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Working to reduce family violence

Strong, healthy, non-violent relationships are the foundation of resilient families and whānau, but current levels of family violence in New Zealand are unacceptably high.

From the Chief Executive – Deciding what to research and why

Kia ora

At Superu, we are often asked how we decide what research and evaluation needs to be undertaken and how we prioritise this work.  There are several factors that drive our work programme. 

Synthesising evidence on vulnerable children

Superu helps build the social science evidence base by synthesising evidence on priority themes, particularly around vulnerable populations.  An area of recent focus has been on children of gangs and children with a parent in prison.

Reducing the impact of alcohol on family violence

In April 2015, Superu published a paper addressing the link between alcohol and family violence. Previously little focus had been given to bringing together research on the role of alcohol in family violence – specifically intimate partner violence (IPV) and child maltreatment.

From the Chief Executive – Supporting a social investment approach

Kia ora

Evidence informed decision making is a hot topic in New Zealand’s social sector at the moment. Knowing what works and what to fund in order to achieve the greatest impact is integral to improving social outcomes for New Zealand families, whānau and communities.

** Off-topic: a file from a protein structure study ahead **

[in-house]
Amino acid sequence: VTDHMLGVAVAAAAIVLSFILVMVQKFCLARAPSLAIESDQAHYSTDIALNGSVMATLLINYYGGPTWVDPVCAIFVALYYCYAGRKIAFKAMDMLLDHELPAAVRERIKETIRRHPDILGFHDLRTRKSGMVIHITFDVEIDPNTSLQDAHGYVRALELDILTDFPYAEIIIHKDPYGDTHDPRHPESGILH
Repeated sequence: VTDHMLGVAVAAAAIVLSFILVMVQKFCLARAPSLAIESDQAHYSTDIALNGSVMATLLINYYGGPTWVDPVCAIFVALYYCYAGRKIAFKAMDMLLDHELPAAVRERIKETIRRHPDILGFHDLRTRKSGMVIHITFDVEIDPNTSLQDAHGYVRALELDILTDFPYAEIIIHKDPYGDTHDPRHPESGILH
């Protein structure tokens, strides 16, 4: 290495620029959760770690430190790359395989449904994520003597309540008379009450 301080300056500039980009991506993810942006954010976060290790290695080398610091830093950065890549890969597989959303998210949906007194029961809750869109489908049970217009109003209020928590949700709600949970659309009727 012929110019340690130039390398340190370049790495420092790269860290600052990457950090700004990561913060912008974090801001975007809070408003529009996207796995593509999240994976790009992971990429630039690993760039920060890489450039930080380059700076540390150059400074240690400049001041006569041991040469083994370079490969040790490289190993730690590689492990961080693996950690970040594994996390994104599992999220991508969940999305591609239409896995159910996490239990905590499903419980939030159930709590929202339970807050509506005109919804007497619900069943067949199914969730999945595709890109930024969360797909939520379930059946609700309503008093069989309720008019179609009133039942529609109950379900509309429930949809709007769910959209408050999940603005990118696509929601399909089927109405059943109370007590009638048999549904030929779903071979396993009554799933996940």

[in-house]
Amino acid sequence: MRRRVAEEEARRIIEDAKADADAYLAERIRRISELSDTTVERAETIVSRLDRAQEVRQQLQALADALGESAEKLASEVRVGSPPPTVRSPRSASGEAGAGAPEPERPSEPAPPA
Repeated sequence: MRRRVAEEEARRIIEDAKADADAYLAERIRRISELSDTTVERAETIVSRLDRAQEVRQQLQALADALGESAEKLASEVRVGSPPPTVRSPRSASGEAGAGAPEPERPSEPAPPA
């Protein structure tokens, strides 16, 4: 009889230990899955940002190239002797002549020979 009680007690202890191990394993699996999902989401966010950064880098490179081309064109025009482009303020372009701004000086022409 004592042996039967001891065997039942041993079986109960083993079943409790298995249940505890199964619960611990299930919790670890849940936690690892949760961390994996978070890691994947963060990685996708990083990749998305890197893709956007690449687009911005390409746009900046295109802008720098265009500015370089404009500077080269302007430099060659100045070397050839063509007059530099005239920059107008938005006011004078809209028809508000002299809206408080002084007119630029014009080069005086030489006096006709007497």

Enabling families to adapt when faced with adversity

This In Focus synthesises what is known about family resilience.  It shows that families’ day to day interactions are important to help build families resilience to cope with challenges and adversities.

Patterns of alcohol consumption during pregnancy

The Ministry of Health recently published a paper on actions to address Fetal Alcohol Spectrum Disorder (FASD).  Evidence provided by Superu contributed to this work.  

From the Chief Executive – Taking a system-wide approach

Welcome to the first of Superu’s new regular eNews. 

New tool measures language skills of NZ Samoan and Tongan children

Researchers from the Growing Up in New Zealand study have developed the first ever Samoan and Tongan language inventories to formally gauge the language skills of New Zealand toddlers speaking Samoan or Tongan as their first language.

Dads can help boost immunisation rates - study

Aiming immunisation campaigns specifically at fathers-to-be could be a promising new approach to get more New Zealand children immunised on time suggests new research by the Growing Up in New Zealand study.

Last update: 22 Nov 2017